Thunder Bay

'Sad and brutal' death of First Nations teen in Kenora an example of federal neglect, NDP MP says

The death of a 14-year-old girl in Kenora, Ont., earlier this year is an example of the way the federal government is failing First Nations children, according to NDP MP Charlie Angus.

Azraya Ackabee Kokopenace, 14, of Grassy Narrows First Nation, died in April 2016

Azraya Kokopenace, 14, was found dead in April 2016 in the woods near the hospital in Kenora, Ont. She was involved with a child welfare agency at the time of her death. (Ontario Provincial Police)

The death of a 14-year-old girl in Kenora, Ont., earlier this year is an example of the way the federal government is failing First Nations children, according to NDP MP Charlie Angus.

Azraya Ackabee Kokopenace was involved with a child welfare agency when provincial police picked her up and dropped her off at the Lake of the Woods District Hospital. She walked away from the hospital and was found dead two days later in the woods nearby. 

"No child should be left like that and no child should ever die in a situation as sad and brutal as she faced," Angus told CBC News.

He raised Ackabee Kokopenace's death as part of his speech in the House of Commons while putting forward a motion calling on the government to comply with a Canadian Human Rights Tribunal ruling.

That ruling found that Canada discriminates against First Nation children on reserves by failing to provide the same level of child welfare services it does to other children.

The decision ordered the government to "cease the discriminatory practice and take measures to redress and prevent it" by overhauling the system and funding model to provide culturally appropriate services to First Nations children. Two compliance orders have since been issued.

The circumstances around the death of Ackabee Kokopenace are a perfect example of the discrimination, Angus said.

Her family is from Grassy Narrows First Nation where the water is contaminated by industrial pollution. Her brother, Calvin Kokopenace, was 17 years old when he died in 2014 from symptoms related to mercury poisoning.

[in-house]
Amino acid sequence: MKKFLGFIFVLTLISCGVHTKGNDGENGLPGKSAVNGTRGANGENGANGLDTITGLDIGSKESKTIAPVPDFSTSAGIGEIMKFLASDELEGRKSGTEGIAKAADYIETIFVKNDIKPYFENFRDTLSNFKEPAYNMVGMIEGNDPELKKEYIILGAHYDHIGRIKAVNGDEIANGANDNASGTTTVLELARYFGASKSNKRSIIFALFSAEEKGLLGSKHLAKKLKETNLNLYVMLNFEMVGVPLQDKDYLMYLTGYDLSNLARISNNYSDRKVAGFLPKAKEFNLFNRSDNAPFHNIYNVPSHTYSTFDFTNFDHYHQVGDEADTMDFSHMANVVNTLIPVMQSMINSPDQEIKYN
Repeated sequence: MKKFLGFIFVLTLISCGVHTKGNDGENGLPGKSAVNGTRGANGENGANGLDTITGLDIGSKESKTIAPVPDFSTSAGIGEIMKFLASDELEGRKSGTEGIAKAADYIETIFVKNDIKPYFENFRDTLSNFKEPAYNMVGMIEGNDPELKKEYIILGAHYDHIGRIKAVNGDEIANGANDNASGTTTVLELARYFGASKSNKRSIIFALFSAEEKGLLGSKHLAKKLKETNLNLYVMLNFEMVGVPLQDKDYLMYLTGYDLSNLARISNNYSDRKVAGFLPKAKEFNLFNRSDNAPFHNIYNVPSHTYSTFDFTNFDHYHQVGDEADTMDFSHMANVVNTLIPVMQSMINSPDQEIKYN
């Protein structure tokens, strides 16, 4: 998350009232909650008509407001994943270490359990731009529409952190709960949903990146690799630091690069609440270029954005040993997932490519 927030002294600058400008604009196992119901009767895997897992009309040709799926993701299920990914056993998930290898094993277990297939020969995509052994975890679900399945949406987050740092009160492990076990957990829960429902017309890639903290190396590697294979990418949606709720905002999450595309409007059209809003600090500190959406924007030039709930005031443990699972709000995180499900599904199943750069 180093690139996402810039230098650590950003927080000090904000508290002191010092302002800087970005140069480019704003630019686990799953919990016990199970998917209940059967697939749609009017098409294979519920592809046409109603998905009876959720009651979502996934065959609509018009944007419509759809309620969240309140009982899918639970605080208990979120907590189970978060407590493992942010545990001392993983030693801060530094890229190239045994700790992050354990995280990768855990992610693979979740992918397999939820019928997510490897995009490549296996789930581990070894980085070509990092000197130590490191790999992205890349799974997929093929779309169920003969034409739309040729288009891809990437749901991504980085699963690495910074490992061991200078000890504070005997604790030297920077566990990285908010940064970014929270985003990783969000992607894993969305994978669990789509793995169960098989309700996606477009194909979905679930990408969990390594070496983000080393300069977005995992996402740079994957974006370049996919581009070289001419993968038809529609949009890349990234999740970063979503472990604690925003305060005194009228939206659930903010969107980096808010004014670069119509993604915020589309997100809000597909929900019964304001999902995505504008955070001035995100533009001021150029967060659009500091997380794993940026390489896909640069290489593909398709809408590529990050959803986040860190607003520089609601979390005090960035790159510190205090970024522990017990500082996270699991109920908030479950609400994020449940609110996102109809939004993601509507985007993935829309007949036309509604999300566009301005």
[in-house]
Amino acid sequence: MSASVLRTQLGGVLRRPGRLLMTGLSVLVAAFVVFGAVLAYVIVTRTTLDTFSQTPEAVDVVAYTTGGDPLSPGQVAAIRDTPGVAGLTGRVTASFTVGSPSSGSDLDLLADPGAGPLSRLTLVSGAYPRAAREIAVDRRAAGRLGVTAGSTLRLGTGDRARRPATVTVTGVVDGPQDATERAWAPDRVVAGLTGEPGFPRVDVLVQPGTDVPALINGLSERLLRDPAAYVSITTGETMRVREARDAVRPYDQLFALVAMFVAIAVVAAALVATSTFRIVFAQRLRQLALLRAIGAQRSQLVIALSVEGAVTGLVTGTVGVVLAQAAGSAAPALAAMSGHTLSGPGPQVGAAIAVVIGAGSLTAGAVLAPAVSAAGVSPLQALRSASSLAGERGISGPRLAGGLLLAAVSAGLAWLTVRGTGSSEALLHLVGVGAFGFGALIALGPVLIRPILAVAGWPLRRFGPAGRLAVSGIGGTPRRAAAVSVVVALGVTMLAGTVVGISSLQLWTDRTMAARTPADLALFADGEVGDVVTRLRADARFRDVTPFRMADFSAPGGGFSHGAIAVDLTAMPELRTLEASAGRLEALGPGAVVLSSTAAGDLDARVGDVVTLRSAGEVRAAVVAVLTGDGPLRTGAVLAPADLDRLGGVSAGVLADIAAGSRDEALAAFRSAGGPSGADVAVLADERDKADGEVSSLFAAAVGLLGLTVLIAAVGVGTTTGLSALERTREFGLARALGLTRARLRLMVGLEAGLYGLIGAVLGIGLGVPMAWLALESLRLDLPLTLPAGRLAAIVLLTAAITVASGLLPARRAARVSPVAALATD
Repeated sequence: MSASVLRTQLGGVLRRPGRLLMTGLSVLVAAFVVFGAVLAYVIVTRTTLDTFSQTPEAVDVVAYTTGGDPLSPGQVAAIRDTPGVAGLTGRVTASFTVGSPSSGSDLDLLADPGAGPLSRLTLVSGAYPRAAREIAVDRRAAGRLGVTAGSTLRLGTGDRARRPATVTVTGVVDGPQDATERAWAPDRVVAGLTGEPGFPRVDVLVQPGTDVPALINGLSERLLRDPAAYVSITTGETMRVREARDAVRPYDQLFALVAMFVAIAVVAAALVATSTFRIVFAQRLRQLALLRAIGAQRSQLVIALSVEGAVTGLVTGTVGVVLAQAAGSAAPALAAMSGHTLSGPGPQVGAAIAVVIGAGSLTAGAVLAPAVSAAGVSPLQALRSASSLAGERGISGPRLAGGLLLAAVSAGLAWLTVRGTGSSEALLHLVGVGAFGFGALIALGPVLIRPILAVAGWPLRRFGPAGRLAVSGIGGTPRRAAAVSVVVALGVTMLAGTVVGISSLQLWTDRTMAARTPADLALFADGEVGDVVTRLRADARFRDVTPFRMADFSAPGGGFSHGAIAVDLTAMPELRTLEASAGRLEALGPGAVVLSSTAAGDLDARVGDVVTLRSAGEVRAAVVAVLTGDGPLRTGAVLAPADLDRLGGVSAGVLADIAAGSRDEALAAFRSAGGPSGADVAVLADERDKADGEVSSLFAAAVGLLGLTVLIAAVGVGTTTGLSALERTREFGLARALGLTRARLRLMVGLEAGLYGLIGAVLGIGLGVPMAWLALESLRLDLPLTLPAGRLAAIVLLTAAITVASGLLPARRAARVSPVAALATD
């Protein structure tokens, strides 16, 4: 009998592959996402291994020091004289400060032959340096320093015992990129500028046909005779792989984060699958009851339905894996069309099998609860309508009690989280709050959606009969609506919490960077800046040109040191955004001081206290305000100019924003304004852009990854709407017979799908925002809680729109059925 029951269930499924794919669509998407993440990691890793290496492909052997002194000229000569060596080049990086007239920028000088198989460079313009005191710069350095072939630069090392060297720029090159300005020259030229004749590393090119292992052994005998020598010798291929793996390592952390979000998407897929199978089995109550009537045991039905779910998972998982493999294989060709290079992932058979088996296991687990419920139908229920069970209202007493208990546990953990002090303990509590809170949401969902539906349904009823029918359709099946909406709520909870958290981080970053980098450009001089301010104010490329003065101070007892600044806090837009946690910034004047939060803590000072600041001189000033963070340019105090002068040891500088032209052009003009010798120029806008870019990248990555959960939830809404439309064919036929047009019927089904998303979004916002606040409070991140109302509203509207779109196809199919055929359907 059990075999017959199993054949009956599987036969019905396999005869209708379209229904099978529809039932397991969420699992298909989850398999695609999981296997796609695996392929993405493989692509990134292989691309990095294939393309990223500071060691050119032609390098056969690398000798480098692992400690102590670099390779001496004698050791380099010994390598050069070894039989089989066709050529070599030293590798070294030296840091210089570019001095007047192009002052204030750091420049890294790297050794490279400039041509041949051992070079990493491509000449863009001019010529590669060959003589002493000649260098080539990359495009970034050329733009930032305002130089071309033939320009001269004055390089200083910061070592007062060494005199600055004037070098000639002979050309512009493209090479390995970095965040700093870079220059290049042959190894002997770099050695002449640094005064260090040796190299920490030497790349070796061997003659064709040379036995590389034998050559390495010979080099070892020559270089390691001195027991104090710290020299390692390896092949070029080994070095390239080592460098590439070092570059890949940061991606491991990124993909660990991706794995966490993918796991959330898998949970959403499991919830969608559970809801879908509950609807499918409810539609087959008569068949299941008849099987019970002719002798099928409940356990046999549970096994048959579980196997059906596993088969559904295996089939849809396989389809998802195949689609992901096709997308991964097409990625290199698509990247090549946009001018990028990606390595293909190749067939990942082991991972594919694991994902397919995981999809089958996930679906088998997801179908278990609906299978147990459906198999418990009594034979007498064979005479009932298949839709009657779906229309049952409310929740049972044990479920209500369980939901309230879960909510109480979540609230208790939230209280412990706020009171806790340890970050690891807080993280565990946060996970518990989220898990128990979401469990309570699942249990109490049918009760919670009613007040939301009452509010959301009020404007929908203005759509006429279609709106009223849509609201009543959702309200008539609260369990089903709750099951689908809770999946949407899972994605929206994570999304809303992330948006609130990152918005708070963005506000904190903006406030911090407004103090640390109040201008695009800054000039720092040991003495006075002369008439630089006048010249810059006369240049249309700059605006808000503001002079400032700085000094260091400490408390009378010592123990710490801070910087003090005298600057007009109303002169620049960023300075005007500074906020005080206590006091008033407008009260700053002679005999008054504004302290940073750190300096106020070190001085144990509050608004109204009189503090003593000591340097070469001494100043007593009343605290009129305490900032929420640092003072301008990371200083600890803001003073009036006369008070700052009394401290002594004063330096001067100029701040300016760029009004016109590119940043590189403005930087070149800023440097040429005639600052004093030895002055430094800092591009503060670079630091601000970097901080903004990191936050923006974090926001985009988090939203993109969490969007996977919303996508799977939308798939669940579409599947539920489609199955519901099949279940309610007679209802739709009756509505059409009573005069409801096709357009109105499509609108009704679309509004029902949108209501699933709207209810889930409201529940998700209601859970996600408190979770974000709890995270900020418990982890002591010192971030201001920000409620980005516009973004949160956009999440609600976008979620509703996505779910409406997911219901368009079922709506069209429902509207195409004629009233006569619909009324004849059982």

"We have a case of a family that was poisoned by mercury, there were obvious effects on her [Ackabee Kokopenace] and on her brother — if that was a non-Indigenous family there would have been supports taken in to support the children in their home," Angus said.

Instead, Angus said, Ackabee Kokopenace had to leave her home to obtain mental health services in Kenora.

"The broken child welfare system did not help her and her family, he said. "It put her into foster care. The poor little girl ended up on the streets, dealt with police, was put in a hospital one night with no oversight or adult to look after her, and her body was found later."

The NDP is calling for an immediate investment of $155 million in new funding for the delivery of child welfare to First Nations children.

The Liberals agree with the NDP that the current child welfare system is failing. They've earmarked $71 million for child welfare this year while they plan reforms.

'Failed system'

"Putting too much money into a failed system can actually cause really bad results," Indigenous Affairs Minister Carolyn Bennett said in response to the NDP motion.

Bennett announced the appointment of Cynthia-Wesley Esquimaux, an expert in intergenerational trauma in Indigenous communities, as a special representative on child welfare on Thursday.

Wesley-Esquimaux said the Liberals are prepared to invest, "but they are not going to take money and throw it up in the air like confetti and hope it lands where it needs."

"They want to be able to do this systematically and strategically to ensure that the people who need the resources, immediately, get them," she said.

That statement left Angus "stunned."

"The Liberals may think that giving money to First Nations children is confetti, but there is a legal court ruling, so maybe Ms. Esquimaux should decide whether she wants to consult for a government that doesn't believe the law of the land applies to them when it comes to systemic racial discrimination," he said.

'Stop attacking'

Wesley-Esquimaux said it's time to move past the arguments about the tribunal ruling and what went wrong in the past.

"Stop attacking, stop making it sound like nothing is being done," she said. "We need people to roll up their sleeves and start collaborating, start working together."

Meanwhile, the family of Ackabee Kokopenace say that six months after the teen's death, they're still waiting for the coroner to decide whether to hold an inquest.